From the Farm to Table 2016 wall calendar by Ann Lovejoy — A hundred years ago, more Americans lived on farms than in cities. Most food was locally grown, and seasonal foods were enjoyed fresh or not at all. As food-preserving methods improved, our fascination with convenience took us to dubious depths of overprocessing. After decades of fast food and speedy dining, Americans hungered for a new relationship with food. Today we have come full circle. Inspired by Italy’s Slow Food movement, we prize the local and the sustainable, the authentic and the handcrafted. What’s more, America’s changing demographics have enormously enriched our dining choices with international flair. Continue reading
With Fall in the air, we seem to be nesting more — wearing comfy, warm clothes and spending hours in the kitchen. So we’re exploring recipes and ways we can enjoy the harvest. And maybe entertaining our sweet tooth just a bit, too.
From the Herb Gardens 2015 wall calendar by Maggie Oster —
Coconut-Lavender Panna Cotta
Providing a sense of calm and balance, the fresh, sweet aroma of lavender has been beloved for centuries. Used for its beauty, singular scent, and medicinal properties, lavender continues to be a favorite. The use of flowers and leaves of lavender in cooking is growing in popularity. With a flavor that melds floral, piney, and camphor, fresh or dried lavender flowers are most often added to desserts, but they sometimes find their way into savory dishes. Lavandula angustifolia, with its sweet, mild flavor, is the best choice for cooking. Of the dozens of true lavender varieties, Hidcote and Munstead are the most widely available, hardiest, and easiest to grow. Harvest lavender midmorning on a dry day when almost all the buds are open. Tie stems in bundles and hang upside down in a dry, dark place. When dry, gently strip the flowers from the stem. If buying, be sure the flowers are for culinary purposes. Quickly and easily made, panna cotta is a sweet and creamy pudding that is among the most versatile of desserts and readily flavored in innumerable ways. Continue reading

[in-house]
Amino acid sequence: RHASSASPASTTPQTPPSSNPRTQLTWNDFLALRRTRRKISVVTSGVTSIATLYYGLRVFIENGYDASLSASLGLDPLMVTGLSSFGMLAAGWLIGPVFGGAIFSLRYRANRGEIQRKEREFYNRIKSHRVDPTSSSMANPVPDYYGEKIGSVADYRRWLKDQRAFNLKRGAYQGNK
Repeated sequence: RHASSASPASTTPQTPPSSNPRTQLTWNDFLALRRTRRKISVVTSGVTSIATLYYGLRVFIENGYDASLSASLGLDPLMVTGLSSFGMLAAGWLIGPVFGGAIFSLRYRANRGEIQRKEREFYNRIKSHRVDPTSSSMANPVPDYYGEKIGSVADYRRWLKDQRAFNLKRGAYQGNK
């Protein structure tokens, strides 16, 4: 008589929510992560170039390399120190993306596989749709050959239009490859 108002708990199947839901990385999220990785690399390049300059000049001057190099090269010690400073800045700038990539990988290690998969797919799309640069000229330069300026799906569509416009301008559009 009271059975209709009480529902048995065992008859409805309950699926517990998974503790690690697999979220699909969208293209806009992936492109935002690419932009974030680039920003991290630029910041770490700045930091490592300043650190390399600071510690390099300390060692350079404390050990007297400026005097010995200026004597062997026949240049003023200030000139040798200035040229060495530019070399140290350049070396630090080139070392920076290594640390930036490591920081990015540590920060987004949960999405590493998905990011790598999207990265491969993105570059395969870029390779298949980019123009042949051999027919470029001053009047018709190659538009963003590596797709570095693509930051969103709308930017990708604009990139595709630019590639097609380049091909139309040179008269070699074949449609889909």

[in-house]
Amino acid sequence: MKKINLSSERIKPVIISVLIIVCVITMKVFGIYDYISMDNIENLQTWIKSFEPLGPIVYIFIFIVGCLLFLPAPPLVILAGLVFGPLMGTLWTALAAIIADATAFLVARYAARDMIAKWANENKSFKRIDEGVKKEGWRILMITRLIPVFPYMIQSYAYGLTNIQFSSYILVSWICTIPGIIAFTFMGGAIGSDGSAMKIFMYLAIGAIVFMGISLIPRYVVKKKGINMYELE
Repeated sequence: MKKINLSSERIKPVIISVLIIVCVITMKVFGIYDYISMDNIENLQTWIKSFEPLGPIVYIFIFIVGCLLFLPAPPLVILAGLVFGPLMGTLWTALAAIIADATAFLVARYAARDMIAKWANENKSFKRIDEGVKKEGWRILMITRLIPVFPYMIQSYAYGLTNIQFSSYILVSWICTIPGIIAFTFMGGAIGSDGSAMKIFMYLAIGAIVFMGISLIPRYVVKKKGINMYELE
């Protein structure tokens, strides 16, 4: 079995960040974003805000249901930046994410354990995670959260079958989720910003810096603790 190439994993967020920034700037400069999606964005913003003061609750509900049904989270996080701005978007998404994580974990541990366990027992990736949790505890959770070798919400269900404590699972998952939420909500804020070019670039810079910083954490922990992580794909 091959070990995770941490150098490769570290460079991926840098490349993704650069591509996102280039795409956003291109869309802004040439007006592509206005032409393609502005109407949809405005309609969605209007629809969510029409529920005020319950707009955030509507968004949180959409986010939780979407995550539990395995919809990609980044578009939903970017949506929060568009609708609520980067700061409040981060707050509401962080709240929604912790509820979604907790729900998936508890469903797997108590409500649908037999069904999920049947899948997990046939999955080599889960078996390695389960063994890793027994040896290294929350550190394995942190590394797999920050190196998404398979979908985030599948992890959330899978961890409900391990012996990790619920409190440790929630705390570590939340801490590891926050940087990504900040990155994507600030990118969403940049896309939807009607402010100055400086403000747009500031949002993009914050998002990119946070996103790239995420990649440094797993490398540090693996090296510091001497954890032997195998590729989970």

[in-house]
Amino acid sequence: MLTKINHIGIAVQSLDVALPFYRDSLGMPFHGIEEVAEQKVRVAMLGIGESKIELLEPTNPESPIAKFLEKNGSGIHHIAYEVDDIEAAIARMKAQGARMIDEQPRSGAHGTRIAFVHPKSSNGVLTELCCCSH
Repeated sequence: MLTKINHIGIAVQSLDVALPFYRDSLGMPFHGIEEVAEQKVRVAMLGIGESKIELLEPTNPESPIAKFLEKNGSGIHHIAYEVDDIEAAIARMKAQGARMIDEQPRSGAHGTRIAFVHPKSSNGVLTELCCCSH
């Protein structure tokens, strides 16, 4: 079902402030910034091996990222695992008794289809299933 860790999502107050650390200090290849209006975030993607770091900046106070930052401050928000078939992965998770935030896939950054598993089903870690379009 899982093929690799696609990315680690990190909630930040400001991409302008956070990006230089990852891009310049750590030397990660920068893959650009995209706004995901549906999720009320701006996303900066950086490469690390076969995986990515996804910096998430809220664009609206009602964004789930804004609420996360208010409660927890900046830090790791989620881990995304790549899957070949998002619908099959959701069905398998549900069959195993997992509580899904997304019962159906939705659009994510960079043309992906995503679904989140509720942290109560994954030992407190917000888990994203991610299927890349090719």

From The Organic Kitchen Garden 2015 wall calendar by Ann Lovejoy — Crisp, crunchy, and flavorful, cool-season greens have been winter staples for centuries. With the protection of cold frames or plastic tunnels, kale, chard, and cabbage can be harvested all winter, even in the snow. For variety and good looks, plant rainbow chard or Bright Lights Swiss chard, both of which produce vividly colorful stems in shades of raspberry, coral, peach, and salmon. The crinkled foliage holds up well into the cooler months and can be sautéed, steamed, or stir-fried.
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In honor of Earth Day and Arbor Day, we at Amber Lotus are upping our commitment to plant more trees with a little help from our friends.
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The best of Raw food – or any food, for that matter – is the sourcing of high-quality, seasonal, local (when possible), organic ingredients.
Frisée and Fennel Salad
6-8 cups frisée lettuce
1 small fennel bulb, thinly shaved
1 cup roughly chopped walnuts
½ cup roughly chopped
Delicately toss all ingredients with desired amount of dressing until well combined. Season with salt and pepper to taste. Garnish with extra walnuts, cranberries and dressing if desired. Serves 4-6.
¼ cup balsamic or cider vinegar
or any good-quality vinegar
½ cup pure maple syrup
2 tablespoons lemon juice
2 tablespoons finely minced fresh basil
1 cup olive oil
Whisk together vinegar, maple syrup, lemon juice and basil. Add olive oil
and continue to whisk until dressing
is emulsified. Add salt and pepper
These gorgeous veggies are paired with delicious, accessible recipes by well-known master raw food chef and best-selling “cookbook” author Matthew Kenney. www.matthewkenneycuisine.com